Chu appealed that decision to the BIA, which affirmed the IJ on May 8, 1985. On June 7, 1985, Chu timely moved the BIA to reconsider its May 8th order. On June 19, 1985, but before the BIA had ruled on his motion to reconsider, Chu filed this petition for review.1  The June 19th petition for review is before this court.

II

Exclusive jurisdiction to review deportation orders is vested in the courts of appeals by 8 U.S.C. § 1105a(a) (1) which provides: "Petition for review may be filed not later than six months from the date of the final deportation order...."

The INS contends that its deportation order was not final because the motion for reconsideration was still pending before the BIA when Chu sought review in this court. The INS argues that Fed. R. App. P. 4 which controls appeals in civil cases from final orders of the district courts should be applied to this case. Fed. R. App. P. 4(a) (4) states that " [a] notice of appeal filed before the disposition of [various motions] shall have no effect. A new notice of appeal must be filed within the prescribed time measured from the entry of the order disposing of the motion...."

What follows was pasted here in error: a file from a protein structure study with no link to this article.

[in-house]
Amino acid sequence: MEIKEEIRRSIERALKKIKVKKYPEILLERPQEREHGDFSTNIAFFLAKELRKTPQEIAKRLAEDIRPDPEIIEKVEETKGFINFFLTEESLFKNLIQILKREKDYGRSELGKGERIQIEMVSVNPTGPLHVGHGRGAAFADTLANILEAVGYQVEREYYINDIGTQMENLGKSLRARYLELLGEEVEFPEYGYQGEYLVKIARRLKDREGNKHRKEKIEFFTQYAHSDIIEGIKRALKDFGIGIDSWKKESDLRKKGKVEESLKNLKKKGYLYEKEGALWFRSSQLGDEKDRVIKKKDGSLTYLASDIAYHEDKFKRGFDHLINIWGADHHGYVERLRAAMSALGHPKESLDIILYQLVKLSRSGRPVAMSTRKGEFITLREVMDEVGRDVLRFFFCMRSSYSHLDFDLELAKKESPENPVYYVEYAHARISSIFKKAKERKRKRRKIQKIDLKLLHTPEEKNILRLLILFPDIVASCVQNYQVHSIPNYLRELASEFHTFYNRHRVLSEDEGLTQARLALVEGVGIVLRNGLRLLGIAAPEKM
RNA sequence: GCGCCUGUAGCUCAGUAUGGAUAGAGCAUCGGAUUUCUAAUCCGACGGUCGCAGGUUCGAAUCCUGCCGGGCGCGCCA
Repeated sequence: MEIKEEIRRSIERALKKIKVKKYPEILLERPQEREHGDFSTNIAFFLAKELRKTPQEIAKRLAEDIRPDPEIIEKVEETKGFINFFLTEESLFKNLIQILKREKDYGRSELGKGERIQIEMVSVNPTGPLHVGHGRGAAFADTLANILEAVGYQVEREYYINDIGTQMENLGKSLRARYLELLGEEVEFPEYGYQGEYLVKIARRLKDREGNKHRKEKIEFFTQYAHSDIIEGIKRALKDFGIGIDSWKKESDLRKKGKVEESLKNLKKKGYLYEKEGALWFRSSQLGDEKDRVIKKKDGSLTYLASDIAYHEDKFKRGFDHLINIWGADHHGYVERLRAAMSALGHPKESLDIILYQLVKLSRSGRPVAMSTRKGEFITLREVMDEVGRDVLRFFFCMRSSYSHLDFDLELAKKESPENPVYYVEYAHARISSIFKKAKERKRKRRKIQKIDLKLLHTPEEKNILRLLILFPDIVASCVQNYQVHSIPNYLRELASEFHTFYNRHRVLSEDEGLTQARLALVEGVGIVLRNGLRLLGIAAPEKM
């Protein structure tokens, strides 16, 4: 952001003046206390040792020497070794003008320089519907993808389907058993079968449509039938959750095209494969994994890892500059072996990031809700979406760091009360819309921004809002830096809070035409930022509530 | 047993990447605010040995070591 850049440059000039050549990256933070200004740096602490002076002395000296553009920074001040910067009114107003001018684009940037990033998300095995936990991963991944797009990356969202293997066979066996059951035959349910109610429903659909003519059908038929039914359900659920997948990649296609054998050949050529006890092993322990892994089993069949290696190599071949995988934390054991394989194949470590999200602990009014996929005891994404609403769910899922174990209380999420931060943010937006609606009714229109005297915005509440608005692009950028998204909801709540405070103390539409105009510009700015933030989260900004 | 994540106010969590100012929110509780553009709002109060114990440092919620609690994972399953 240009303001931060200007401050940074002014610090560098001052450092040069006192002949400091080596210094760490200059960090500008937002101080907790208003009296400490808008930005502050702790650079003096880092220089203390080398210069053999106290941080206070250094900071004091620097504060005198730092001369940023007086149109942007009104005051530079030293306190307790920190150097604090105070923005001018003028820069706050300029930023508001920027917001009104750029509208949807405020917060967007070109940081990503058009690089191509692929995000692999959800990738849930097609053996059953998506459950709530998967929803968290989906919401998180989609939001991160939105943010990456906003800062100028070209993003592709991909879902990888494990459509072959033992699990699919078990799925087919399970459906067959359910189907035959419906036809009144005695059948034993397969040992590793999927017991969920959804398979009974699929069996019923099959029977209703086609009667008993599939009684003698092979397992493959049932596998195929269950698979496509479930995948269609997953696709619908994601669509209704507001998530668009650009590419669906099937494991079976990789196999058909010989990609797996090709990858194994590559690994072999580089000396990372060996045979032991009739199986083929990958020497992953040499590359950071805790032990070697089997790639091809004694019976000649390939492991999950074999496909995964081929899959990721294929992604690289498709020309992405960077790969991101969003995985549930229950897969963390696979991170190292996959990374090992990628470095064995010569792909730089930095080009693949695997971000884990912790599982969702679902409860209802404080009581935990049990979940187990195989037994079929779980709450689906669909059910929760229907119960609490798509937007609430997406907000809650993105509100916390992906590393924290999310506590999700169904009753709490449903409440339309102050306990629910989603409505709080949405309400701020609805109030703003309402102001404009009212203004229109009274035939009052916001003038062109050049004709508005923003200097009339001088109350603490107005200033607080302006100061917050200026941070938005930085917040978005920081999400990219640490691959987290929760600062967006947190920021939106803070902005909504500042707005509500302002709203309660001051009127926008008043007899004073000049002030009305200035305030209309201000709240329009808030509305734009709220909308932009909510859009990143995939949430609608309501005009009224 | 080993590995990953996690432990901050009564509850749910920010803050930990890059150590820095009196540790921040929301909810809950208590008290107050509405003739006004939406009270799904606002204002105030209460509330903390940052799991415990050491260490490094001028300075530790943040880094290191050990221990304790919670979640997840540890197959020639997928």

Judicial review of federal agency action is generally controlled by the organic agency statute or the Administrative Procedure Act. Fed. R. App. P. 4 is limited by its terms to appeals from district court judgments. In any event, Fed. R. App. P. 15(a), which prescribes the manner in which judicial review of administrative orders is obtained, fails to provide for timeliness of filings beyond the cryptic "within the time prescribed by law." Neither the provisions of Title 8 of the United States Code which governs INS matters nor the regulations promulgated pursuant to it, articulate whether an INS decision is final for purposes of judicial review if post decision motions are pending. One curious provision in 8 C.F.R. Sec. 103.5a states that " [m]otions to open or reconsider shall state whether the validity of the order has been or is the subject of any judicial proceeding." See also 8 C.F.R. Sec. 3.8a (1982); cf. 8 C.F.R. Sec. 243.1 (1982). Nevertheless, these regulations fail to clarify finality of INS action.